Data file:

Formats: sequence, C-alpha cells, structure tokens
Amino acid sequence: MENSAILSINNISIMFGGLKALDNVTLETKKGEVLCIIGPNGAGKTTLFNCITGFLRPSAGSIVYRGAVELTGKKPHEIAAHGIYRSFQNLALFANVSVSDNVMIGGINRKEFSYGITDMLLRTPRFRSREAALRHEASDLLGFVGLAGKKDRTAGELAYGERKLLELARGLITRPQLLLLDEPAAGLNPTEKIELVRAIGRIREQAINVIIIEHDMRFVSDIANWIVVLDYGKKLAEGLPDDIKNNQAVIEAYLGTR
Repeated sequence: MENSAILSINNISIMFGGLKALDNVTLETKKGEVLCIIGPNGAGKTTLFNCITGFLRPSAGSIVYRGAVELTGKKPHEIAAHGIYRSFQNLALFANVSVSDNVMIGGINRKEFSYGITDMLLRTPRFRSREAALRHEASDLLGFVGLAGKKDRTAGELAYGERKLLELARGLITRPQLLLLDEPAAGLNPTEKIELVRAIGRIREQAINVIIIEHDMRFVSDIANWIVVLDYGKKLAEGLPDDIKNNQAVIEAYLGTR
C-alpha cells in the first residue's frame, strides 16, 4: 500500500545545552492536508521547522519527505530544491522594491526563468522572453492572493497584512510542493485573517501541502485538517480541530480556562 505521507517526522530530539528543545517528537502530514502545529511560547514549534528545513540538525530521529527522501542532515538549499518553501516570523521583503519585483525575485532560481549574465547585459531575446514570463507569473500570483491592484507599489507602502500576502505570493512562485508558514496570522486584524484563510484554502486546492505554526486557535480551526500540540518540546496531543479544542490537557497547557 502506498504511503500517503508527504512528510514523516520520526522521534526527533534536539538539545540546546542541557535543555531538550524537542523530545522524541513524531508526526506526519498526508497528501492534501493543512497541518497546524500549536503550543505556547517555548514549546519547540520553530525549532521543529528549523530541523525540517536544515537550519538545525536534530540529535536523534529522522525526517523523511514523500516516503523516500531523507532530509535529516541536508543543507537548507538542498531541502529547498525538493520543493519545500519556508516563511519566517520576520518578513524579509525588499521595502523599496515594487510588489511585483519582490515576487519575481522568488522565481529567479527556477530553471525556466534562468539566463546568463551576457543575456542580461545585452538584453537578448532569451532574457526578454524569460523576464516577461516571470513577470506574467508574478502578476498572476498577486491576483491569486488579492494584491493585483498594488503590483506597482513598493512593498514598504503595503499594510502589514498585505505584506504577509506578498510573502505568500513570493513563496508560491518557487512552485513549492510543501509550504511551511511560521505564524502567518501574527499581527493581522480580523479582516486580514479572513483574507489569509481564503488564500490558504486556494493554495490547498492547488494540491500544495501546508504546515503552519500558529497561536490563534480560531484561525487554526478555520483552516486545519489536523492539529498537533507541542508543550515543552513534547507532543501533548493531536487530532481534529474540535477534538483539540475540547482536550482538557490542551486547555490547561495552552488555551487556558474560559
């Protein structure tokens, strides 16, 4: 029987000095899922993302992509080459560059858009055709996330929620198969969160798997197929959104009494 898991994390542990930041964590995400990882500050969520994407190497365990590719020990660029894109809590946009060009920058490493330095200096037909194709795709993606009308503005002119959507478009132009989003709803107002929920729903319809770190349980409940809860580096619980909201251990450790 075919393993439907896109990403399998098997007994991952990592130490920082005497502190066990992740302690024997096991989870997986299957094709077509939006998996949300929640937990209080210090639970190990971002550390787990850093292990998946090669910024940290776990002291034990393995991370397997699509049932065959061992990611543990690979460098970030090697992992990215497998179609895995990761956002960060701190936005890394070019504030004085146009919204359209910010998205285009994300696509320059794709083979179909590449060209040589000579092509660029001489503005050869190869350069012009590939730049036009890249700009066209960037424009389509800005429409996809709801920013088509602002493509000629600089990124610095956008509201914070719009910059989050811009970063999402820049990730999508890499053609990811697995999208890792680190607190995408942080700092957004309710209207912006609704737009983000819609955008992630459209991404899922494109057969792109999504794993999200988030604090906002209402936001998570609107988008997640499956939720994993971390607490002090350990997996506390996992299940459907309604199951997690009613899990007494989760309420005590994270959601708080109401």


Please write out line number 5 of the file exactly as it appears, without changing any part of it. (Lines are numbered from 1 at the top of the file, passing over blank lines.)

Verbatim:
């Protein structure tokens, strides 16, 4: 029987000095899922993302992509080459560059858009055709996330929620198969969160798997197929959104009494 898991994390542990930041964590995400990882500050969520994407190497365990590719020990660029894109809590946009060009920058490493330095200096037909194709795709993606009308503005002119959507478009132009989003709803107002929920729903319809770190349980409940809860580096619980909201251990450790 075919393993439907896109990403399998098997007994991952990592130490920082005497502190066990992740302690024997096991989870997986299957094709077509939006998996949300929640937990209080210090639970190990971002550390787990850093292990998946090669910024940290776990002291034990393995991370397997699509049932065959061992990611543990690979460098970030090697992992990215497998179609895995990761956002960060701190936005890394070019504030004085146009919204359209910010998205285009994300696509320059794709083979179909590449060209040589000579092509660029001489503005050869190869350069012009590939730049036009890249700009066209960037424009389509800005429409996809709801920013088509602002493509000629600089990124610095956008509201914070719009910059989050811009970063999402820049990730999508890499053609990811697995999208890792680190607190995408942080700092957004309710209207912006609704737009983000819609955008992630459209991404899922494109057969792109999504794993999200988030604090906002209402936001998570609107988008997640499956939720994993971390607490002090350990997996506390996992299940459907309604199951997690009613899990007494989760309420005590994270959601708080109401």